I had my first real crush in the ninth grade. His name was Alex. I first saw Alex in the spring semester in the English wing, a short glance made me have the biggest crush ever. We didn't speak all that year, and I honestly didn't think we would. I guess destiny wanted for us to meet, and we had a class together in the tenth grade. I tried my very best to impress him. I would get the answers to the tests and give them to him, he would pass and I wouldn't. But I didn't care. Before the Christmas break, I took a bag full of lollipops to give out to the entire class, only for me to be able to approach him. I would ride the bus every day. One day, all of a sudden, I see Alex riding my bus. He was alone, so I decided to sit in the seat behind him. We started talking, he got off at the first stop, but I was so happy after that day. And my friends, who were all watching from the back of the bus, knew this. On one of the rides, Alex started asking for a friend of mine named Celeste. That's when I realized he liked girls. I started feeling down but he was so cute and my first crush since the seventh grade, which made it really difficult for me to move on easily. He was a nice person overall. I remember sitting in a desk near the end of the middle row when Alex enters the room, walks towards me to greet me, then walks to the end of the room to take his sit. The stupid me thought it was a mixed signal, now realizing he was just being polite. Anyway, I didn't tell him my feelings all that school year.
Published about a year ago
People say that the person you marry should be your best friend... So why are these same people pissed about same-sex marriage? If a man's best friend is a man, and he wants to spend his entire life with that person, why can't he? If a woman's best friend is another woman, and she wants to spend her entire life with that person, why can't she? Same-sex marriage isn't horrible.
I’m a lesbian. I’m 21 and I can say that with a fact I am gay. At 14 I learned what the words "gay" and "lesbian" meant. I guess I was just really naive as a child. At 15 I got my first girlfriend and told my family (before my friends). But for a long time I struggled with how to express myself. I didn’t know of any other lesbians and the one girl I did know I was dating. I had all these preconceived ideas that I had to be ‘butch’ and dress masculine to be a ‘real lesbian’. So that’s what I did.
Okay, before I start I would like to introduce myself. My name is Jordan and I am 18 years old. I live in England with my parents, oh and I'm gay. I realised I was gay around the age of 12 but remained closeted for the next five years. What I am about to tell you happened when I was 12, roughly three weeks after I had figured out who I was.
Published about a year ago
My future husband stares at me from across the tube. Or maybe at the map behind me. Or at the legs of a woman. He has wispy black hair. I think. I’m not exactly sure what wispy black hair is, but if anyone were to have it, I’m sure it would be him. This wispy black hair frames his dark complexion and brooding eyes that would put Mr. Darcy to shame.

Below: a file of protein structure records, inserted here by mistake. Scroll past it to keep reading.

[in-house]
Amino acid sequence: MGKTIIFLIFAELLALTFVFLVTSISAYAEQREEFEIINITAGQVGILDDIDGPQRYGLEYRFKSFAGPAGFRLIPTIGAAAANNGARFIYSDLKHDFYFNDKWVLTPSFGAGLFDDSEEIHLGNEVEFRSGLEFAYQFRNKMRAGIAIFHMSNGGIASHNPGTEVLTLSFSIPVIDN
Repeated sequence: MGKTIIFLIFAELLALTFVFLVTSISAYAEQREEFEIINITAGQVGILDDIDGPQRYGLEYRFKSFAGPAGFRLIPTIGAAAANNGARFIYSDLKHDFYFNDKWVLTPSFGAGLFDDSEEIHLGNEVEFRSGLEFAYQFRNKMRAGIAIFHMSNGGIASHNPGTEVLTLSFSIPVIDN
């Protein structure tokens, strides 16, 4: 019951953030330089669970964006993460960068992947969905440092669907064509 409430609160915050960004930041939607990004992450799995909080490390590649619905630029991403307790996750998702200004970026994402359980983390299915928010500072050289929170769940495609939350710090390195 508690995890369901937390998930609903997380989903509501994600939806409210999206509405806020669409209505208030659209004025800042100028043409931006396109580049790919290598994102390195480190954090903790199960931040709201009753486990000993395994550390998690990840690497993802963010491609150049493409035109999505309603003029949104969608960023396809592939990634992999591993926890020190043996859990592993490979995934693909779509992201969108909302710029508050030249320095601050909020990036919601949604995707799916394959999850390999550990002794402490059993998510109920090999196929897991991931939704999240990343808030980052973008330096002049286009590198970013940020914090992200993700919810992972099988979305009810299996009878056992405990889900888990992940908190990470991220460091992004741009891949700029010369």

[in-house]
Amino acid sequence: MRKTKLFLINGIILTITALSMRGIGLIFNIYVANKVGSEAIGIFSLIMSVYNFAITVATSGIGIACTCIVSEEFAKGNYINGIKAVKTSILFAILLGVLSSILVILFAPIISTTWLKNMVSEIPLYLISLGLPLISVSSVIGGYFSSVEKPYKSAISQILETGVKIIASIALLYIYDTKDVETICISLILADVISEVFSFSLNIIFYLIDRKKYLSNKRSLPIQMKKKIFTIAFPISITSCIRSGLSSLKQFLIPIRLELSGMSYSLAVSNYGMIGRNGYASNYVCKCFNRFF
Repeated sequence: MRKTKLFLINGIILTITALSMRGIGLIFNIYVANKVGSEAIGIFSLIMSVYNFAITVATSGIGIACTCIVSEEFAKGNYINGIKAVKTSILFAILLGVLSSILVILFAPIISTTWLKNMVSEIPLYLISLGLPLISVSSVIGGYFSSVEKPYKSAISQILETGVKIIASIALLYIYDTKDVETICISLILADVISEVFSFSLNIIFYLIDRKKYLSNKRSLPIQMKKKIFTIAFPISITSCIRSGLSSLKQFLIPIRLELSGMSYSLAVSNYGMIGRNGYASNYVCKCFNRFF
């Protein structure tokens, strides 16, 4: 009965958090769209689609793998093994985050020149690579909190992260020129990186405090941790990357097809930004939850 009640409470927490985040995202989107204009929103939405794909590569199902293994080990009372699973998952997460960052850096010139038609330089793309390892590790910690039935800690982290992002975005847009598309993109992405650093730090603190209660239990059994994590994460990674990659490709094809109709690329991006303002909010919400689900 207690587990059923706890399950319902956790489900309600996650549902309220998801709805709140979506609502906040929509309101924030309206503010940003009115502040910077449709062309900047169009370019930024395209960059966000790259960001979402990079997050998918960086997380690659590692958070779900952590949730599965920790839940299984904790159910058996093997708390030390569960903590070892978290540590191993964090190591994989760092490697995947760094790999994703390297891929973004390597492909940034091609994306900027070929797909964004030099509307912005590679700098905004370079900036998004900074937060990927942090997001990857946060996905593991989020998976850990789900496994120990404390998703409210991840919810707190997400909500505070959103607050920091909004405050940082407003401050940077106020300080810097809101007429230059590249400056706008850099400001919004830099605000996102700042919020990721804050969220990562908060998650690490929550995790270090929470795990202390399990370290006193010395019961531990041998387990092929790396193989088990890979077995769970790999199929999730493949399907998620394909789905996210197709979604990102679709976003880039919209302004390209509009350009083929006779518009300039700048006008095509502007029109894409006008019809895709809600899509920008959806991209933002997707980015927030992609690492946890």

Growing up in a mostly male family, I didn't really see myself as different at first. I loved video games, monster trucks, and roughhousing with my cousins, but I also liked dresses and the color pink like the girls on TV, so I figured that was all there was to being a girl.
I always thought that sex was weird. Watching movies growing up, I thought it was unnecessary. I thought, “How could anyone want this. Why is this a thing that should be included in movies.” It was a weird sight. It felt like I was watching a super intimate part of these character’s lives. That I shouldn't be watching this. The concept of sex didn’t click as this thing that people do all the time, and that they enjoy. I always avoided looking at these things in movies. They were in so many different movies, that it was crazy. It seemed so weird and unnatural to me.
I was lucky. When I came out, I never really had to say anything out loud. My mom just kind of figured it out. The conversation was... terribly awkward.
Roughly every year, 34,000 people commit suicide. On average, there are 121 suicides every day. Would you believe me if I told you that 33 percent of those that commit or attempt suicide are LGBT? That means, that right now, there is someone taking their own life. Someone's mother or father, someone's aunt or uncle, somebody's son or daughter, somebody's brother or sister, is ending their own life, right now. So we search for answers to try and "cure" suicide. Try to find something to blame for suicide. We blame the music, or technology, or the media when the real fault lies right within ourselves.
As Pride Month goes on, I would like to address common excuses used to "justify" homophobia and transphobia.
During the years, the relationship between society and the LGBT+ community had enormous progress. After a lot of pacifist fights for their rights and a propaganda against ignorance, a lot of prejudices are over, making the social acceptation a reality always much more concrete.